Benitez is a compelling speaker, able to energize listeners with his outdoor gospel. He gives speeches like “How Outdoor Recreation Can Save The World.” The father of a young daughter, he has tirelessly trumpeted outdoor recreation as not just the economic engine that can jumpstart rural economies but the lever to address health issues and get kids away from screens and outside. His work to bring all outdoor recreation camps under the same tent — he calls it “tearing down silos” by gathering diverse groups — has helped the outdoor industry forge a more unified voice as it finds itself a nascent yet powerful economic, political and social force.

Colorado’s outdoor recreation office was the second in the country, following Utah. Since then the number of states with outdoor recreation offices has grown to eight with several more states planning to create offices. Benitez was instrumental in uniting those first states, forging the Confluence Accords as a roadmap to promote conservation and stewardship of public lands, support environmental education, foster a sustainable outdoor economy and deploy play as a path toward wellness. He even took his one-man outdoor revival to Puerto Rico last fall, helping the country seed an outdoor recreation economy as it rebuilds following the devastation of Hurricane Maria.

Benitez’s work to unite and elevate Colorado’s outdoor industry helped grow the state’s outdoor economy from $28 billion in 2015 to $62 billion today, supporting about 511,000 jobs.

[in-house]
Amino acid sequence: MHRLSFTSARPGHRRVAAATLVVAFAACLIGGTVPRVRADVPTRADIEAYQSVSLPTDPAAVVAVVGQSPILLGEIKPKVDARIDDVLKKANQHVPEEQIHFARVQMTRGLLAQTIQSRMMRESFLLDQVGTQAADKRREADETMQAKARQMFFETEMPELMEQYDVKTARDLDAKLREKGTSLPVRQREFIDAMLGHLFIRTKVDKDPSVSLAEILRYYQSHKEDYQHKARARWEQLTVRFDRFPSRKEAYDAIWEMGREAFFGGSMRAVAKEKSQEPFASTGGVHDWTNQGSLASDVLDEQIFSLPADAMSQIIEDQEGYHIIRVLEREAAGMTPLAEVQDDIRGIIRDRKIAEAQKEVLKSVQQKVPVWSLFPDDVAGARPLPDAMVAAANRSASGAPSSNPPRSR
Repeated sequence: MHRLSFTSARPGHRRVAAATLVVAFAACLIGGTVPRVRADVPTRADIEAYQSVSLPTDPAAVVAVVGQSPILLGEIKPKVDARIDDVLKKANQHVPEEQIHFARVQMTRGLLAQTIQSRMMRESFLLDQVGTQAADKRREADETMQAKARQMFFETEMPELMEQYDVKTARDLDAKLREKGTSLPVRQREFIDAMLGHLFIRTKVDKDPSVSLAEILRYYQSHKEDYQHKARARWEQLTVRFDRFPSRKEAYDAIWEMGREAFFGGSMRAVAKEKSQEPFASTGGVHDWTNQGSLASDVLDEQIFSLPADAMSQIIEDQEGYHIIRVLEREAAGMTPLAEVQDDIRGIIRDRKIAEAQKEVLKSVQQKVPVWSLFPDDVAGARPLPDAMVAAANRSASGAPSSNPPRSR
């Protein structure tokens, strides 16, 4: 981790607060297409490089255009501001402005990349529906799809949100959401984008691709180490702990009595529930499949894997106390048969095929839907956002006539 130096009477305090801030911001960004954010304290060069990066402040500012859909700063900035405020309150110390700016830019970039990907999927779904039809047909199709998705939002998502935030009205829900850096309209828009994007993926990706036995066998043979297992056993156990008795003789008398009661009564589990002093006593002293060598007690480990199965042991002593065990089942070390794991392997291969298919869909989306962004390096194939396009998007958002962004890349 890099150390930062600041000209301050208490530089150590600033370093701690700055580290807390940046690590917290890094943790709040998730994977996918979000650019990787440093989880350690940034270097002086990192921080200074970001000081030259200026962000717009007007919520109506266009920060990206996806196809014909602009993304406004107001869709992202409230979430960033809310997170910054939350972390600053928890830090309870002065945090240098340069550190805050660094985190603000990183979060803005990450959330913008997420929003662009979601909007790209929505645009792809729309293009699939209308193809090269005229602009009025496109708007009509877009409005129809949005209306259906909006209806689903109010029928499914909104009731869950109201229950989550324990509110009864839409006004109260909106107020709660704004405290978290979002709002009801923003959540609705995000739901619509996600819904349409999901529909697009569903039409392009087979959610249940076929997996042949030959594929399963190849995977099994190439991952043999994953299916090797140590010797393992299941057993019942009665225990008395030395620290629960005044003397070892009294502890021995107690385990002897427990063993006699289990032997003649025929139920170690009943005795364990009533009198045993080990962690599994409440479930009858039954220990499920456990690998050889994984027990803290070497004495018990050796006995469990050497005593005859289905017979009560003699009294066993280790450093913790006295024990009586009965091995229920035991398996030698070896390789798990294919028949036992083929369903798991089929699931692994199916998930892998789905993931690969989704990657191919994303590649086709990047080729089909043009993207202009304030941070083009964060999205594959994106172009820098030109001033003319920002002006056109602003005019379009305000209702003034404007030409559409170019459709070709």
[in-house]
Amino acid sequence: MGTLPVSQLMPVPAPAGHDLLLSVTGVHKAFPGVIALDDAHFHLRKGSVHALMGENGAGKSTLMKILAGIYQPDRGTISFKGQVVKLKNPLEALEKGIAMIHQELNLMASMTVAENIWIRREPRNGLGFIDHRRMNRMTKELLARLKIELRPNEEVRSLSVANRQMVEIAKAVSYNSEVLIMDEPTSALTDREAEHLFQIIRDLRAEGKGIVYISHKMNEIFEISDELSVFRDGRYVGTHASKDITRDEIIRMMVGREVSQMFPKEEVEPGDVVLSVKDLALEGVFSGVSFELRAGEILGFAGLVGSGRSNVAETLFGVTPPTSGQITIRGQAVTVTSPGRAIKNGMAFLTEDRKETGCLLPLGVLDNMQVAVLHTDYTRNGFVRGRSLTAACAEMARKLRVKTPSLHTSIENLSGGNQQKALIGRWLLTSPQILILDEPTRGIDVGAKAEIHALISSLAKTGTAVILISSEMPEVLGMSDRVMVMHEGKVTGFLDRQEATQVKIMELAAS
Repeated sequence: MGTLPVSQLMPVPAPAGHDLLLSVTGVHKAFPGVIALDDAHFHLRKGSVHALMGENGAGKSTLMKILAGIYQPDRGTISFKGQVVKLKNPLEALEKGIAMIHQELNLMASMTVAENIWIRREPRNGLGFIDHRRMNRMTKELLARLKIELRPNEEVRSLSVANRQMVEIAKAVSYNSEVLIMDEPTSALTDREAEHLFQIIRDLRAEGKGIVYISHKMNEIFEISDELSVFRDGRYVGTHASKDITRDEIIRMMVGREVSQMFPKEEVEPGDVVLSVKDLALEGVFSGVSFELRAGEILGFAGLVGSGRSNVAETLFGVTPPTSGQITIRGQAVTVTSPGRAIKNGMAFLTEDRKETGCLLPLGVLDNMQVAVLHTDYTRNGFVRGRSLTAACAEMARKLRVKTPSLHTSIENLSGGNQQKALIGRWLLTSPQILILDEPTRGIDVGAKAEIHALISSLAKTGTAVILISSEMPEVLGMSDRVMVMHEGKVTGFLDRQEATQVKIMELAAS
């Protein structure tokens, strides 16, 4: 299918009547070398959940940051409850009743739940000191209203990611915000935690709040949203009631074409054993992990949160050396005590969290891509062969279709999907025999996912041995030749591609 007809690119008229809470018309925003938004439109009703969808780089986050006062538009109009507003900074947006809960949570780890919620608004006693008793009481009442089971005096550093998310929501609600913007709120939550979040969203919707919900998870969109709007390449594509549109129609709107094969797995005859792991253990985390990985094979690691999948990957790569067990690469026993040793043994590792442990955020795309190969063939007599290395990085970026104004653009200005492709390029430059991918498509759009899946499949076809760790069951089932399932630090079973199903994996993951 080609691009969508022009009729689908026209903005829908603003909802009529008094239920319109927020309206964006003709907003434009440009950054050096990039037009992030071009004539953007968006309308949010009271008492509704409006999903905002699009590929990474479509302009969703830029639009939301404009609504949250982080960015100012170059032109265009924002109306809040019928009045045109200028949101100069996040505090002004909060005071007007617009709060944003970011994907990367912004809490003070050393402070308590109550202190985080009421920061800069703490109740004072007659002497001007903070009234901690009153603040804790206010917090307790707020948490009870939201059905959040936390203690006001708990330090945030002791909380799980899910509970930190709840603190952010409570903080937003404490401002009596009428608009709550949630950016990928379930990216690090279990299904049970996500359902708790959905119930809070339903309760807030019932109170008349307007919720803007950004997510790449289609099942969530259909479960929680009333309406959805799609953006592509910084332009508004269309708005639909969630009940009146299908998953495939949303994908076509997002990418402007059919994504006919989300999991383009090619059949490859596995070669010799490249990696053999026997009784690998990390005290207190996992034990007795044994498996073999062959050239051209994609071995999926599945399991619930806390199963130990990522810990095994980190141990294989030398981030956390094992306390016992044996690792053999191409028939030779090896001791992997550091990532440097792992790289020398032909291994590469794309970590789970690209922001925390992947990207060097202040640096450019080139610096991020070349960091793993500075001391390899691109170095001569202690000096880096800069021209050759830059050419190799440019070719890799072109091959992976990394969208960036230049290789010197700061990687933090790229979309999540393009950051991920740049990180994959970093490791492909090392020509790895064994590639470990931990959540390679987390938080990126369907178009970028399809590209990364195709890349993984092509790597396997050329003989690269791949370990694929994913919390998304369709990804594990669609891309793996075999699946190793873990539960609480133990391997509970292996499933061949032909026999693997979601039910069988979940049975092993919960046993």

“Luis is a passionate champion for the outdoor recreation industry and his tireless advocacy here at the State has positioned Colorado as the basecamp for the outdoor industry,” state Office of Economic Development and International Trade Executive Director Betsy Markey said in a statement announcing Benitez’s departure. “We welcome the opportunity to partner with him in the private sector to continue to nurture Colorado’s thriving outdoor industry.”

One of the biggest coups for the Colorado outdoor industry was landing VF Corp., which plans to move into the 10-story, LEED Gold Certified building at 1551 Wewatta St. in Denver.

The company’s CEO Steve Rendle called the move “a point of transformation” for VF Corp. He talks a lot about making the publicly-traded VF Corp a “purpose-driven company.” Benitez said he’s excited to see how that can translate into social policy, trade issues, environmental sustainability and supply chain management. VF Corp last week announced it was signing on as the first title sponsor of the all-women’s Colorado Classic bike race.

Last month Benitez tapped Nathan Fey, a longtime steward of wild rivers with American Whitewater, as his deputy director at the Outdoor Recreation Industry Office. Benitez plans to leave at the end of March and a national search is underway to find his replacement.

Benitez said he hopes to apply to the office’s Outdoor Recreation Advisory Council, which he formed with 24 members representing a diverse array of outdoor interests around the state.

“I’m not going anywhere,” he said. “We’ve all spent a lot of time lamenting that we are all here, trying to move, but we needed to find that connective tissue to galvanize our momentum and I think VF can fill that role.”

Jason Blevins lives in Eagle with his wife, two teenage girls and a dog named Gravy.